The Buzz About Backyard Bees by ProQuest

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									                                                                                    The Buzz
                                                                                    About
                                                                                    Backyard
You can’t get honey that’s more local
than from your own city backyard!                                                   Bees
T  here’s a buzz in the air these days…and it’s being caused by
   the growing number of bees living in cities. Since the myste-
rious collapse of bee colonies a few years ago, an army of urban
                                                                    involvement can be as limited as you wish, since bees are pretty
                                                                    self-sufficient creatures. Then, once a year, you’ll have to get in-
                                                                    volved with the honey harvesting process, which is time con-
beekeepers are striving to rescue the population, one bee at a      suming and messy. That involves removing the bees from the
time, because they’re worried about the environmental impact        hive, removing the honey-holding wax from the frames, extract-
of fewer pollinators. Some people have blamed the colony col-       ing the honey from the wax and jarring the honey.
lapse disorder phenomenon on the large, commercial
beekeeping operations with their overworked colonies and use        The Challenges
of pesticides. Others focus on mites and diseases that the chemi-       However, there are challenges. In the city, these include jit-
cals are supposed to conquer, in the same way that factory hog      tery neighbors, vandals and by-laws banning the activity. Out-
or cattle farms are susceptible to diseases. Other urban            right bans seem to be rarer than those banning livestock such as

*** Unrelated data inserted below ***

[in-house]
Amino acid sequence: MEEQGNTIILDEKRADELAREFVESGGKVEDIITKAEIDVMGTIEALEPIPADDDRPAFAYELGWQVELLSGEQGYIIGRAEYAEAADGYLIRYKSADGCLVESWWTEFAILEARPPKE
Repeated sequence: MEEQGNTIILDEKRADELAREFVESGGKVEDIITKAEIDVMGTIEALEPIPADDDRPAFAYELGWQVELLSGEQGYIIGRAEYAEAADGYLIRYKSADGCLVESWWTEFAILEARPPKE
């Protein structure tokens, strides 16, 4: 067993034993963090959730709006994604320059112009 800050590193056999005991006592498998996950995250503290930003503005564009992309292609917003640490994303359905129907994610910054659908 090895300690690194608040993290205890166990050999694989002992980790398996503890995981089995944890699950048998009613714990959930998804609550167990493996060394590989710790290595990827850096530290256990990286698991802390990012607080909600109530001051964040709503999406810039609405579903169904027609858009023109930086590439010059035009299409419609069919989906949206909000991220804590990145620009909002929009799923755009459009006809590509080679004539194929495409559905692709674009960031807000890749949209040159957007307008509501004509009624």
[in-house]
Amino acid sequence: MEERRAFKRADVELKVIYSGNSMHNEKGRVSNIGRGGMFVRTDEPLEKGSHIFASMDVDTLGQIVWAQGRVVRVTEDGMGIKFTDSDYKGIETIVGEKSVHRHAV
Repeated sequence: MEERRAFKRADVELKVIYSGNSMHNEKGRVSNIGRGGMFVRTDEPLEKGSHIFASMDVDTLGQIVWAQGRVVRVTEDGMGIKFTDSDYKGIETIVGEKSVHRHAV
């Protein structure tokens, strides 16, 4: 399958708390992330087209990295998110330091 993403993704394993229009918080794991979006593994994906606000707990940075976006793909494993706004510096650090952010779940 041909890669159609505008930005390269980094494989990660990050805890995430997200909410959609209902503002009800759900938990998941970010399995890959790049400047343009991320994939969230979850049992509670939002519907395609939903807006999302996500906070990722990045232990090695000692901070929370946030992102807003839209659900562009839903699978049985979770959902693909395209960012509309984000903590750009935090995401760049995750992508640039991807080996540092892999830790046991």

beekeepers value the one hundred or so pounds of honey a hive       chickens, but some places have put practical constraints on
can produce in a good year and cultivate bees in the same way       beekeeping, such as limiting the number of hives, regulating the
they’d grow organic veggies and fruit.                              distance from property line and requiring that the beekeeper
    Beekeeping is a relatively inexpensive hobby and is more        provide water for the bees (which you should do anyway, since
common in the city than you might think. It takes up very little    they’re thirsty critters). And then there are mites and parasites,
space, with stackable hives that are about one foot square. Ur-     which can be a problem no matter where your colony is located.
ban beekeepers typically keep their hives in their backyards, but       Neighbors’ fears can be the biggest obstacle for urban
some are kept on city roof-tops, such as the roof of downtown       beekeepers to overcome. Many people think that bees are vi-
Toronto’s Fairmont Royal York Hotel. Bees can travel several        cious and just hang around waiting to sting people, so they
miles to collect nectar and pollen, so they do not need flowering   worry about the safety of their children. A little education can
plants close by.As long as you practice good hive hygiene, your     help in this regard, since honeybees are vegetarian – unlike
Page 22                                            NaturalLifeMagazine.com
wasps, which are meat eaters – and prefer nectar from flowers to                       Honey for Health
human blood. Bees only sting when they sense that their hive or
                                                             
								
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